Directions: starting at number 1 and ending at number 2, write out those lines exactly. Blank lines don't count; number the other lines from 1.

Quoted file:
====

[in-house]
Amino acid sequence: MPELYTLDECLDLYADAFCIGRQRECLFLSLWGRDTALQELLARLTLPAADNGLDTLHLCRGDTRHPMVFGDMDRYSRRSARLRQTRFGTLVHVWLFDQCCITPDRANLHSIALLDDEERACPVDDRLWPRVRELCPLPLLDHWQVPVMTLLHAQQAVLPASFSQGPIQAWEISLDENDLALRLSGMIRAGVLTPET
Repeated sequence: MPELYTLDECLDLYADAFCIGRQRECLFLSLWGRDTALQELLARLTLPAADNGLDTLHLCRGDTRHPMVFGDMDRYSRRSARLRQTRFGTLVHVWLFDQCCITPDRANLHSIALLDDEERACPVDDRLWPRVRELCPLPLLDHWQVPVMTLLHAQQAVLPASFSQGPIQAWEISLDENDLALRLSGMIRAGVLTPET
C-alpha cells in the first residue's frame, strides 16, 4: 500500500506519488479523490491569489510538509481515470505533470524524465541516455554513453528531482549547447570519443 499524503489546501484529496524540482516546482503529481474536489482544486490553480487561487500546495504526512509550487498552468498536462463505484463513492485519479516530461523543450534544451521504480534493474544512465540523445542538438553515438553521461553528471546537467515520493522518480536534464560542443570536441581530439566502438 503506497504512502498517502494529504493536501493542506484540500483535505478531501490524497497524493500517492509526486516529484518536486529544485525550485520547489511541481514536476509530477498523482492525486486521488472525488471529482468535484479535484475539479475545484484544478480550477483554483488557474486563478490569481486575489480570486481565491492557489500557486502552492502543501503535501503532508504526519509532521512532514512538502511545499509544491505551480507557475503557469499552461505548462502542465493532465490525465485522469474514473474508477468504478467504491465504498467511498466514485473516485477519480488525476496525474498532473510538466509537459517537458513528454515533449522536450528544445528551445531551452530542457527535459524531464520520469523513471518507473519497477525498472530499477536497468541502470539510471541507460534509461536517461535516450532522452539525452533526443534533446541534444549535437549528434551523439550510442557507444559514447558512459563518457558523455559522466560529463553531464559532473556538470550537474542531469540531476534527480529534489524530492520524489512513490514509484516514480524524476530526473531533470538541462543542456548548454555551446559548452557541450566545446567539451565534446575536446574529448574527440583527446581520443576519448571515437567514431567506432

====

[in-house]
Amino acid sequence: MPELYTLDECLDLYADAFCIGRQRECLFLSLWGRDTALQELLARLTLPAADNGLDTLHLCRGDTRHPMVFGDMDRYSRRSARLRQTRFGTLVHVWLFDQCCITPDRANLHSIALLDDEERACPVDDRLWPRVRELCPLPLLDHWQVPVMTLLHAQQAVLPASFSQGPIQAWEISLDENDLALRLSGMIRAGVLTPET